Another significant criticism of the UK Position Statement is that it fails to account for the necessity of comparing multiple features in speech samples.30 Forensic speech comparison consists of:
    “separating out the samples into their constituent phonetic and acoustic ‘strands’ (e.g. voice quality, intonation, rhythm, tempo, articulation rate, consonant and vowel realizations) and analyzing each one separately.”31
Indeed, multidimensionality is one of the speech attributes that contributes to the ability to discriminate between voices. However, the UK Position Statement gives no indication of how ultimately to combine the individual evidence from each of these “strands,” even though the available literature already contains a number of proposed procedures for dealing with such multivariate data within the likelihood-ratio framework.32

Finally, Rose and Morrison acknowledge that there is a real problem, for the purposes of conducting a quantitative likelihood-ratio-based analysis, of defining a relevant reference population and obtaining sufficient demographic data. The first problem is theoretical and relates to the choice of the relevant population to sample for comparison purposes, and the size of that sample. The second problem is practical and relates to the actual collection of language data. The authors argue, however, that neither of these problems prevents the use of likelihood ratios.33

In summary, the Response contends that the UK Position Statement’s proposed framework is not, in fact, a likelihood-ratio framework, even though likelihood-ratio frameworks characterize current thinking on the evaluation of forensic evidence.34 The Response therefore rejects the UK Position Statement’s claim that its proposed framework, “at a conceptual level, [is] identical to that used nowadays in the presentation of DNA evidence.”35 As a result, the UK Position Statement has not achieved its purported goal of “. . . bring[ing] the field [of forensic voice comparison] into line with modern thinking in other areas of forensic science.”36 The authors of the Response instead urge forensic voice comparison researchers and expert witnesses to rapidly move towards adopting quantitative likelihood-ratio statements as the standard.37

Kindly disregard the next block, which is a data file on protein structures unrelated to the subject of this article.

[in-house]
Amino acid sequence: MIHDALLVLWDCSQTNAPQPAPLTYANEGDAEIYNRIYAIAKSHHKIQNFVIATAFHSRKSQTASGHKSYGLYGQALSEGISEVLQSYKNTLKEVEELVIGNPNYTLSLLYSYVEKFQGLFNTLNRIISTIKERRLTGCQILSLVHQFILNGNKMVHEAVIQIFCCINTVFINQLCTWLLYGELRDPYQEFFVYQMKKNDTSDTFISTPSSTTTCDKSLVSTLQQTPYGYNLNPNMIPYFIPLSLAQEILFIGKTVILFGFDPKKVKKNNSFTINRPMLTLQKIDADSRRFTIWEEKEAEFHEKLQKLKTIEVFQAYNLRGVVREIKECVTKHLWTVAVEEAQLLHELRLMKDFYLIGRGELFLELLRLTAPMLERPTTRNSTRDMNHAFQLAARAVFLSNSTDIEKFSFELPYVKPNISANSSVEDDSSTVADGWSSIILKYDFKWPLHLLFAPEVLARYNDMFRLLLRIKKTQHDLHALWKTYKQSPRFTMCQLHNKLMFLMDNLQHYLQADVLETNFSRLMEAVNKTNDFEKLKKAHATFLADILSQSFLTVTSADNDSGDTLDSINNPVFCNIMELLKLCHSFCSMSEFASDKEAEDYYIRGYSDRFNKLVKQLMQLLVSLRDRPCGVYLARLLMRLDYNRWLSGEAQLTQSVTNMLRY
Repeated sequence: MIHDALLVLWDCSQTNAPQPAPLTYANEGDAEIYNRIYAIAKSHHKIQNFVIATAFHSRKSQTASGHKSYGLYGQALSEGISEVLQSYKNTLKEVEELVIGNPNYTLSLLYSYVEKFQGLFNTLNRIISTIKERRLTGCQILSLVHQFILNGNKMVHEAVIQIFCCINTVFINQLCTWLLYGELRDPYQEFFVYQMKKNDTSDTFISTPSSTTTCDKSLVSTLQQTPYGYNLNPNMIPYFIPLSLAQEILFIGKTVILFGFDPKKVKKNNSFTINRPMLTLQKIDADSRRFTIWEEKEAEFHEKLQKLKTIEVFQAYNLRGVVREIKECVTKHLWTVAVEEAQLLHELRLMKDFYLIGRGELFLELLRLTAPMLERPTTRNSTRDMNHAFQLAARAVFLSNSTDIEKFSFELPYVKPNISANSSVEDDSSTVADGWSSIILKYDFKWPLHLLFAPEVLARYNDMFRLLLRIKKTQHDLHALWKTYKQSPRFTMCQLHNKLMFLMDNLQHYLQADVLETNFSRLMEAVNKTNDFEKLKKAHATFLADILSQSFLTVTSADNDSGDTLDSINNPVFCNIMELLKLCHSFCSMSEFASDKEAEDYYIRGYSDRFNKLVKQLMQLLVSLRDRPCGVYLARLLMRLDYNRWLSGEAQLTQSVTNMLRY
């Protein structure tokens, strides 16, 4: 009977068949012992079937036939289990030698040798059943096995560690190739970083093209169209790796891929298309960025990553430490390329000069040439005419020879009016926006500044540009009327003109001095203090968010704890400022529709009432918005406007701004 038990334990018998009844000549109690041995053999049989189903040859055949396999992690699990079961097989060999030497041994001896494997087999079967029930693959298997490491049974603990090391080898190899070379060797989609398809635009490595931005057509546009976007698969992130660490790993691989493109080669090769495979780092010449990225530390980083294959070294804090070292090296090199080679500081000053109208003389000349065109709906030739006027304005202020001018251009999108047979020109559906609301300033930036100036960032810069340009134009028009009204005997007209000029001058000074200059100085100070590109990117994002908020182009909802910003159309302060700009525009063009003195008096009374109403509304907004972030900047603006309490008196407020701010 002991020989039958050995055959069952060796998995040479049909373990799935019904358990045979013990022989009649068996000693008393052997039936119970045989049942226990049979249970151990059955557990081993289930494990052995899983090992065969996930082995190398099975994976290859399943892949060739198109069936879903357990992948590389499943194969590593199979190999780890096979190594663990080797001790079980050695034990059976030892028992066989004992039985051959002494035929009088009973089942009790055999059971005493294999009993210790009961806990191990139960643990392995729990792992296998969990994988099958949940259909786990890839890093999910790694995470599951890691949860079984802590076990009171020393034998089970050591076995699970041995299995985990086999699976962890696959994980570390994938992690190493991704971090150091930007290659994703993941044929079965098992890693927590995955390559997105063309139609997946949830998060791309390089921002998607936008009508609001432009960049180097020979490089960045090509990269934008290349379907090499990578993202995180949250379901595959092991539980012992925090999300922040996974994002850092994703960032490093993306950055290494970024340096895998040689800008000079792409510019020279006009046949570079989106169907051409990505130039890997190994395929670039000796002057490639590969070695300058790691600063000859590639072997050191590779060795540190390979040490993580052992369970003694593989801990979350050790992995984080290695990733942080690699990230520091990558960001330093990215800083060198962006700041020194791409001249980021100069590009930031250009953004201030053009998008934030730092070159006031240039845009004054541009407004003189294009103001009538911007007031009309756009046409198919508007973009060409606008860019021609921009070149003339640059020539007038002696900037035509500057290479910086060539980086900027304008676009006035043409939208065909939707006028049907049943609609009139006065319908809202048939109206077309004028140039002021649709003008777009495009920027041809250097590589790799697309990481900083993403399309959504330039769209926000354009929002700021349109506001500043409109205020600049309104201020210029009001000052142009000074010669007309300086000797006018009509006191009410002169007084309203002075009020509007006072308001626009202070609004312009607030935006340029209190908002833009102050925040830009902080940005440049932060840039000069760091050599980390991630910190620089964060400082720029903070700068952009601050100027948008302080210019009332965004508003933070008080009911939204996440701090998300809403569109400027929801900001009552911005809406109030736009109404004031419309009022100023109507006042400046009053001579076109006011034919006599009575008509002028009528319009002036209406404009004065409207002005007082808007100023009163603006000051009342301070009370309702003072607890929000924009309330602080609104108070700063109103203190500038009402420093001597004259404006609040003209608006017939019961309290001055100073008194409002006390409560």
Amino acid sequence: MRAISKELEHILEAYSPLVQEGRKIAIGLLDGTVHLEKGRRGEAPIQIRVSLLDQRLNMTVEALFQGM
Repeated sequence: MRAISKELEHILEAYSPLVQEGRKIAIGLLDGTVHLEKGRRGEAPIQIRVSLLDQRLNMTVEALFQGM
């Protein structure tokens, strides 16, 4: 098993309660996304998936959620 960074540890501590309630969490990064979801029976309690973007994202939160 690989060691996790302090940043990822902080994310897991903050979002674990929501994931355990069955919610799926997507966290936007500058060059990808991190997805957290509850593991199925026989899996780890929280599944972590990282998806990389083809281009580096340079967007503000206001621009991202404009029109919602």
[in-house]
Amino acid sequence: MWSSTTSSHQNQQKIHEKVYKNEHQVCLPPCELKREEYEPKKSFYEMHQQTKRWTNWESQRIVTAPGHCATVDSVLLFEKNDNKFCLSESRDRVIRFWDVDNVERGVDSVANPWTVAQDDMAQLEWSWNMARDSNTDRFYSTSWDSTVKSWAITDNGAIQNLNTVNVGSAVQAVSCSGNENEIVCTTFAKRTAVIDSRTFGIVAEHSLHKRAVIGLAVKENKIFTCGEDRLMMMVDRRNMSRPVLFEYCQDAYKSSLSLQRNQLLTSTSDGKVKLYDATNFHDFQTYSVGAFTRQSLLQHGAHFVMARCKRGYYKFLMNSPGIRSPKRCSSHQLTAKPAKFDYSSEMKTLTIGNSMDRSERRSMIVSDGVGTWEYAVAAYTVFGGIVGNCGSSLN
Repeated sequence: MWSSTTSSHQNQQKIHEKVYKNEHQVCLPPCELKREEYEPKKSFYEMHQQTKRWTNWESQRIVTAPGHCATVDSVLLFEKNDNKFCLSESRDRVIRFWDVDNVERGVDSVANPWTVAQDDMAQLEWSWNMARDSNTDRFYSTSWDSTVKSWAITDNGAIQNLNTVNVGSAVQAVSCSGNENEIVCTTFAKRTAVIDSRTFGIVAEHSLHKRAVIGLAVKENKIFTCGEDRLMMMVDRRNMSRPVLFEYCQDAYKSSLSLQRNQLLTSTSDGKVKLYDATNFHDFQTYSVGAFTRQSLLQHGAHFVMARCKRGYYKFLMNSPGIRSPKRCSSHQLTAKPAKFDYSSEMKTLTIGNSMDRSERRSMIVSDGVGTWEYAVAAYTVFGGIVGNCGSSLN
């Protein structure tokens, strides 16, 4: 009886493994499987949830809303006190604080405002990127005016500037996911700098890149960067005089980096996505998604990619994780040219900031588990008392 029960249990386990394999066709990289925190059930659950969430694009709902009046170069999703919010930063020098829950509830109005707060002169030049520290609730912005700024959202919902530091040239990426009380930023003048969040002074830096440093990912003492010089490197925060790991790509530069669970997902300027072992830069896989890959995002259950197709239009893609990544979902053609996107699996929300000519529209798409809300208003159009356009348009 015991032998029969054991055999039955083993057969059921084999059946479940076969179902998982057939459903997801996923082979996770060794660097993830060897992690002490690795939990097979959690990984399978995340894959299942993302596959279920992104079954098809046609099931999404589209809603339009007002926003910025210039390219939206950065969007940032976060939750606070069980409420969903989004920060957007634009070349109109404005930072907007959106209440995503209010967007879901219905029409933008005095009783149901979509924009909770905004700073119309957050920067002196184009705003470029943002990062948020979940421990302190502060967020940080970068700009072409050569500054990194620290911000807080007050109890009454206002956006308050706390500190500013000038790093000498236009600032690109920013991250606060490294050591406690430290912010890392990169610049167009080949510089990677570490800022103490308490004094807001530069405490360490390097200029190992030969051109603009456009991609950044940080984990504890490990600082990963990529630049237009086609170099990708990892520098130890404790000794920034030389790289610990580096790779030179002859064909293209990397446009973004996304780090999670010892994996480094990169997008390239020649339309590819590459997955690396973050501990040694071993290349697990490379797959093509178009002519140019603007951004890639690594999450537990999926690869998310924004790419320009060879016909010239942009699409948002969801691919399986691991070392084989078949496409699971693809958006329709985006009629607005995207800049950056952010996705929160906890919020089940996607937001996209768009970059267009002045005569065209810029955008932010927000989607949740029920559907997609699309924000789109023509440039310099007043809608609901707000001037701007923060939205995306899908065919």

III. CONCLUSION
The UK Position Statement proposes a framework for forensic voice comparison that would represent a substantial step forward in voice comparison methodology by bringing the field more in line with the majority of other forensic sciences and by offering an approach that should be acceptable to U.S. courts under Daubert. Rose’s and Morrison’s Response agrees with the UK Position Statement on more points than it disagrees. The Response does, however, highlight some significant shortcomings and suggests alternative approaches that would address those shortcomings, principally by adhering more strictly to the likelihood-ratio framework. Continued engagement among the authors of these two documents and their colleagues in the field should soon lead to a consensus on these issues, and forensic speaker comparison evidence should soon thereafter become more widely utilized in the courts.

Up

End Notes
• Kurt W. Lenz is a visiting assistant professor of legal skills at Stetson University’s College of Law. He has written on the subjects of expert testimony and forensic evidence, and is currently pursuing a graduate degree in applied linguistics at the University of South Florida.

1 See, e.g., U.S. v. Angleton, 269 F.Supp.2d 868 (S.D. Tex. 2003)
2 See, e.g., The Scientific Basis of Expert Testimony on Speaker Identification, in Modern Scientific Evidence vol. 5, §37-1 (David L. Faigman et al. eds., 2007); Pope v. State, 756 S.W.2d 401 (Tex. 1988).
3 Daubert v. Merrell Dow Pharm., 509 U.S. 579 (1993).
4 J. Peter French & Philip Harrison, Position Statement Concerning Use of Impressionistic Likelihood Terms in Forensic Speaker Comparison Cases, 14(1) Int’l J. of Speech Lang. & the L. 137 (2007)
5 Phil Rose & Geoffrey Stewart Morrison, A Response to the UK Position Statement on Forensic Speaker Comparison, 16(1) Int’l J. of Speech Lang. & the L. 139 (2009)
6 French & Harrison, supra, at 138.
7 Id. at 137.
8 Id. citing R v. Doheny and Adams, 1996 EWCA Crim 728).
9 Id.
10 Id.
11 Id. at 138.
12 Id.
13 Rose & Morrison, supra, at 144.
14 French & Harrison, supra, at 141.
15 Id. at 141.
16 Id.
17 Id.
18 Rose & Morrison, supra, at 149.
19 French & Harrison, supra, at 141.
20 Rose & Morrison, supra.
21 Id. at 144.
22 Id.
23 Thomas Bayes, An Essay Towards Solving a Problem in the Doctrine of Chances, 53 Philosophical Transactions of the Royal Society of London 370 (1763).
24 Rose & Morrison, supra, at 144-146.
25 Id. at 146 (quoting John Haigh, Review of Statistics and the Evaluation of Evidence for Forensic Scientists, 2005 Significance 40; David Lucy, Introduction to Statistics for Forensic Scientists, 138 (Wiley 2005)).
26 Id. at 147.
27 Id.
28 Id. at 150.
29 Id. at 147, 150.
30 Id. at 152.
31 Id. (quoting French & Harrison, supra, at 138).
32 Id.
33 Id. at 154.
34 Id. at 157.
35 French & Harrison, supra, at 137.
36 Rose & Morrison, supra, at 157.
37 Id.